I began to notice my learning disability when I went up to Secondary School in 1994, I was 11. Although none of my teachers thought it was strange that I couldn't answer exam questions properly, I thought I had a problem. They all put it down to me having "to get used to exams". I began to believe this myself so as I went up to GCSE standard I worked hard on my course work. I also did extra exam questions to gain some experience and help me to get good marks at the end.
I assumed this was working until I did my Year Ten exams and then my mocks. I was moved down to foundation tier in English and English Literature because I was not coping with the questions that were being asked. For every subject I did I got an A or B grade for coursework, which was brilliant, I thought I was doing well, but when I was set an essay to write, in or out of class, I had problems. These problems ranged from understanding the question to planning the essay. These two things are combined to form a good essay and I had no idea how to properly plan an essay. These made exams hard ,especially written ones, and essays that I was given in or out of class confused me no end.
Only finding out now what my problem really is, is what I would call a failure on the education system. Them noticing my disability earlier would have got me much better marks in my GCSE's and could have helped me to deal with the change from GCSE to A-level. I have a form of dyslexia, which I don't let hold me back, but it becomes annoying when I know there is a history of it in my family and I know I have a problem. My Secondary School were ignorant to this fact and just told me to get on with it.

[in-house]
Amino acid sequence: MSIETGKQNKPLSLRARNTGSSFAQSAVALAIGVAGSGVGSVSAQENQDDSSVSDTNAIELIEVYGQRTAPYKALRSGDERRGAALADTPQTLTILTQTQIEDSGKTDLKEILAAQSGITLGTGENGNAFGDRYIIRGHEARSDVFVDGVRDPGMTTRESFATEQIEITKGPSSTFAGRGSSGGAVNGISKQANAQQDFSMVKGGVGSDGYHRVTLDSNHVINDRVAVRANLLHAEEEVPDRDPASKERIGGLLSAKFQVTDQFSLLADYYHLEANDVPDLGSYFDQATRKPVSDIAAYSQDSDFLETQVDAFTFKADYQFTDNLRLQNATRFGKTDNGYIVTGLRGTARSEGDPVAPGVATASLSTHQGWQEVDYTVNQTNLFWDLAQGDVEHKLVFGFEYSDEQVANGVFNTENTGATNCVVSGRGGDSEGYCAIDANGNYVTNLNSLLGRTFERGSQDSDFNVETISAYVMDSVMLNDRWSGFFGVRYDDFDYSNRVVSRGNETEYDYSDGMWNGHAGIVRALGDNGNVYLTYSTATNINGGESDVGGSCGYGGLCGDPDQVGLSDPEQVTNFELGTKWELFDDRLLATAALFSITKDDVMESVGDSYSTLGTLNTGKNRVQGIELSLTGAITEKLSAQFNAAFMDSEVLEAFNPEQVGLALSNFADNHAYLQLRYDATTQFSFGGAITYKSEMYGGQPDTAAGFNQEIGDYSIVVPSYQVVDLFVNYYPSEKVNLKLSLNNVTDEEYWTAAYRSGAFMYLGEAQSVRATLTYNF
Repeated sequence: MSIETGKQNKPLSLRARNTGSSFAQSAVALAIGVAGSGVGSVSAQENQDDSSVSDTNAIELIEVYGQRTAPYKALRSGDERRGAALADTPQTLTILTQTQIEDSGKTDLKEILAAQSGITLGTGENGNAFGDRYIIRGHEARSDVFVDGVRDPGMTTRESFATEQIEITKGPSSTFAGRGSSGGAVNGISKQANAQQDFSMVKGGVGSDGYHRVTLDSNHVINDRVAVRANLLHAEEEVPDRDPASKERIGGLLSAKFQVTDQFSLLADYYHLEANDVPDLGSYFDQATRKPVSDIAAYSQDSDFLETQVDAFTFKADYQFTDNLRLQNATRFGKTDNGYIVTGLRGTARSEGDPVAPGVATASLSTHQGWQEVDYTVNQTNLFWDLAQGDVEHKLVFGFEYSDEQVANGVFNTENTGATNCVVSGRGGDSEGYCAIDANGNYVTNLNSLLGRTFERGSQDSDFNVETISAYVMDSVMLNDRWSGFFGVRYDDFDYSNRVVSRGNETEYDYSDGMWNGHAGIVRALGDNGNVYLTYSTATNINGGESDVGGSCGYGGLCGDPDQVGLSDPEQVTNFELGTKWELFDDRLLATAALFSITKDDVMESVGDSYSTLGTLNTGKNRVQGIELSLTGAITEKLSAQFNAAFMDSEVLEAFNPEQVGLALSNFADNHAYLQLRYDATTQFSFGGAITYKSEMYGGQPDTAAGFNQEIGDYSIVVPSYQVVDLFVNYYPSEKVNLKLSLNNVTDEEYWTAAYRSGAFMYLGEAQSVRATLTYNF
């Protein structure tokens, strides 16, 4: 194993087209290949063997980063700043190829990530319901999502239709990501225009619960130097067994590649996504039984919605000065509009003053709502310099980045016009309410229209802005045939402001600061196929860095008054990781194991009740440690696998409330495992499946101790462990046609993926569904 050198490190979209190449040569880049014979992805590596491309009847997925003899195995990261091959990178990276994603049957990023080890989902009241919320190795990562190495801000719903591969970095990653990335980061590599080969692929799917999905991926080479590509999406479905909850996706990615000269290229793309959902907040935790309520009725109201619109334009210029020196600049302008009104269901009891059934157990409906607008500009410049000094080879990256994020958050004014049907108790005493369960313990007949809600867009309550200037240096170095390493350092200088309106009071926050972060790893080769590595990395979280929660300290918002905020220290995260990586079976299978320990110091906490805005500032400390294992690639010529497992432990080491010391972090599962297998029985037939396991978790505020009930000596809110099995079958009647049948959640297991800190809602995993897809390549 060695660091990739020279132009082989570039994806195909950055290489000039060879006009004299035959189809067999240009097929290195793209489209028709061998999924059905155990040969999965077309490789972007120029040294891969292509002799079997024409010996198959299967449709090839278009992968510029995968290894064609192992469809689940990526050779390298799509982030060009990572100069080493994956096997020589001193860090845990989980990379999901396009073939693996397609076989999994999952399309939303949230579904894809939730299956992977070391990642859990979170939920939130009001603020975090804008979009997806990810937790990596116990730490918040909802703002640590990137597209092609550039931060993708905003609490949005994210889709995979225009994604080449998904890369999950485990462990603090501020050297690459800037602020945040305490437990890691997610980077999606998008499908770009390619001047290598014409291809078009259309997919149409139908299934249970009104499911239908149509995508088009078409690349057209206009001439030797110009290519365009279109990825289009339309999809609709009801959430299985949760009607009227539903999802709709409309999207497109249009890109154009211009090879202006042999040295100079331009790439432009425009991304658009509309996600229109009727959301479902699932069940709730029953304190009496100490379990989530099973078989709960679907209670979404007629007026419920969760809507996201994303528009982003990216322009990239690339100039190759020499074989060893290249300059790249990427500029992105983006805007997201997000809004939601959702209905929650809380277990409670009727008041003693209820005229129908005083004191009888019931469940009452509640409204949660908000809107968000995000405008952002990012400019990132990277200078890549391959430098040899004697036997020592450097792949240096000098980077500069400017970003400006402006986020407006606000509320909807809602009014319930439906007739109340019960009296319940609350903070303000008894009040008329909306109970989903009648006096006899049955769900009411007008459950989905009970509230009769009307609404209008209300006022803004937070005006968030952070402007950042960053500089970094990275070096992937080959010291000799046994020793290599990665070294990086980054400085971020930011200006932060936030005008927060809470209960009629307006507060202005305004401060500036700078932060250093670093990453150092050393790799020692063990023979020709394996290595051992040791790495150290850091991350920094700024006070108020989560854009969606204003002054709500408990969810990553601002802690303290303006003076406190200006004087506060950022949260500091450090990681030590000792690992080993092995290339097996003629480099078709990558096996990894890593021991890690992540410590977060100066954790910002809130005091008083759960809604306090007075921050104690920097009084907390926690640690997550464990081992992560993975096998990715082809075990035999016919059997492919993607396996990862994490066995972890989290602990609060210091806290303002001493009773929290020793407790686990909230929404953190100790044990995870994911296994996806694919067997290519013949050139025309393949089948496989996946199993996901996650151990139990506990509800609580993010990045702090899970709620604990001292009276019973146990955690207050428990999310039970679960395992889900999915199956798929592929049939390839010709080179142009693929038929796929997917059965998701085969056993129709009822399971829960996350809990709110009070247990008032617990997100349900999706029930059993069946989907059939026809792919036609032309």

Sandra Shears, my Media Studies teacher, at Colchester Sixth Form College realised I had a problem when I did my end of Year One exams. I got an E for my final mark and she had predicted me much more. I had been saying to her and my other teachers that did not understand essay titles and I was asking for a lot of help comprehending what they were asking. She asked me if I thought I was dyslexic and I said I had a feeling I was, as it runs in the family, and my mum had just been diagnosed as having it at her University. So she helped me get noticed by the learning disabilities department where I was given a psychology test and started to have learning disability lessons in my second year.
I am very grateful to Sandra who has been nearly the only person to help me through this problem, which I am beginning to understand and cope with much better. I am now, at last beginning to get better marks especially in Media Studies, essay titles and questions are beginning to be less of a task but more of a pleasure.
There are many types of dyslexia and in actual fact your not meant to call it that anymore either. Every different problem has a specific name. Dyslexia does not even show on most people in every day life, it only comes out when they are writing, in someone like me for example. Other people have it a lot more seriously and it effects their speaking and reading skills considerably, making it a little too hard for others not to notice it (these are the people that get picked up the most). I only thing that I wish I could reverse was the fact that this was not recognised earlier. If it had been, I would have been a lot happier in myself and been able to cope with the change from GCSE to A-Level a lot easier. If you think you have a learning disability or something similar DO NOT let your teachers or peers say you haven't, go and get help, talk to you parents and see if any of their family has the same problem.